A summary of the October 17, 2017 Maryland District Court preliminary injunction of Trump’s latest travel ban, Presidential Proclamation 9645.
European countries can do more to stop the spate of deadly attacks by terrorists using vans and trucks as weapons.
In his recent book Beyond Snowden: Privacy, Mass Surveillance, and the Struggle to Reform the NSA, civil liberties activist and former intelligence official Timothy Edgar calls for a renewed conversation on mass surveillance reform in the global and digital age. This month, Benjamin Wittes interviewed Edgar on his new book at the Hoover Book Soiree.
Your weekly roundup of everything on the site.
The D.C. District Court issued an order in the lawsuit the ACLU filed on behalf of the unnamed American citizen being held as an enemy combatant by the U.S. military.
A summary of al-Alwi’s appeal to the U.S. Court of Appeals for the District of Columbia Circuit.
On October 30th, the Senate Committee on Foreign Relations will hold a hearing titled "The Authorizations for Use of Military Force: Adminstration Perspective," featuring Secretaries Mattis and Tillerson. This is a good thing. We should have an updated AUMF. But, failing that, we should at least have regular and serious hearings in which Congress elicits information about how the President currently construes these authorities.
Lawfare is now accepting spring internship applications.
The U.S.-backed Syrian Democratic Forces (SDF) raised the banner of a Kurdish revolutionary leader in the captured city of Raqqa, the Wall Street Journal reported. Kurdish-led SDF members held a press conference where they hoisted a banner showing Abdullah Ocalan, a Kurdish separatist leader Turkey has jailed as a terrorist. The move provoked condemnation from the mostly Arab residents of the city.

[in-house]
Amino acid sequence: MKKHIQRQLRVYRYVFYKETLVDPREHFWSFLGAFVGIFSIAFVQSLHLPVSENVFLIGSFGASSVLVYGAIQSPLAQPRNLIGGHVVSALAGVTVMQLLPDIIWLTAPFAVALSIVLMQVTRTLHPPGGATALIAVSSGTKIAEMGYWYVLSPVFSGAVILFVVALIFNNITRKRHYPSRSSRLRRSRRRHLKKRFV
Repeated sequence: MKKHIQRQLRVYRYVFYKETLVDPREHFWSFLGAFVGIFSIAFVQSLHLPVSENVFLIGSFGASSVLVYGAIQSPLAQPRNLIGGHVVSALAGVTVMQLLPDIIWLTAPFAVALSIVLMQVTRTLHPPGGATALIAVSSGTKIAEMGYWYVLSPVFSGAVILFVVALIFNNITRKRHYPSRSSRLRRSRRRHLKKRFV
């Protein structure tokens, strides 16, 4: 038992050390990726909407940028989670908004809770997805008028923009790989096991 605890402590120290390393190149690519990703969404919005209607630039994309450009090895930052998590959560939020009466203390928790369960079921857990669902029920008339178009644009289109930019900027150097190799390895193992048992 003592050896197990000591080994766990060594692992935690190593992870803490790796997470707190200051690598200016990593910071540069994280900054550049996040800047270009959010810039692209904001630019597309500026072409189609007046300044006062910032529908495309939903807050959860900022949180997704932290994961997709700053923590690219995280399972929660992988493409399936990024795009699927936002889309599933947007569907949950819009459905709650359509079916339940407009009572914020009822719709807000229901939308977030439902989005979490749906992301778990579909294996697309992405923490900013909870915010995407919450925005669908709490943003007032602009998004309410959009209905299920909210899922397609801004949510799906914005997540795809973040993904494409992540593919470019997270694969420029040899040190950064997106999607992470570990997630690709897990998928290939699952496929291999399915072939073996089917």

The Times’ recent story on North Korean cyber operations makes a bold, if not deceptive, claim.
There is no cohesive security standard that judges use for reference in data-breach cases.
President Trump says Iran is not living up to the “spirit” of the deal to curtail its nuclear program. Russian trolls and propagandists speak out. And an American woman and her family are freed after five years in captivity in Afghanistan. Plus, Julia recommends a new documentary on Russian doping. Tamara hearts Guam. And Shane recommends a new TV series on the FBI profilers.
Attorney General Jeff Sessions testified before the Senate Judiciary Committee yesterday in a five-hour oversight hearing, the Washington Post reports. It was the first time Sessions appeared before the committee since his January confirmation hearing.
There are compelling reasons to reform Section 702.
This fall the Supreme Court will reconsider the Fourth Amendment “third-party doctrine” in Carpenter v. United States; the court’s decision implicate both the reauthorization of FISA Section 702 and international privacy regulation.
The artificial intelligence revolution challenges law, policy, and governance at domestic and international levels. Compared to China, the U.S. may not be ready.
The loss of Raqqa is a blow to the Islamic State, and hard times are ahead for the group. But expect it to try to continue exploiting instability in the region and working to inspire or direct attacks abroad.
Passing an authorization bill for the Department of Homeland Security will ensure a safer homeland and bring us closer to more effective congressional oversight.
The European Commission has released its first annual report on the EU-U.S. Privacy Shield.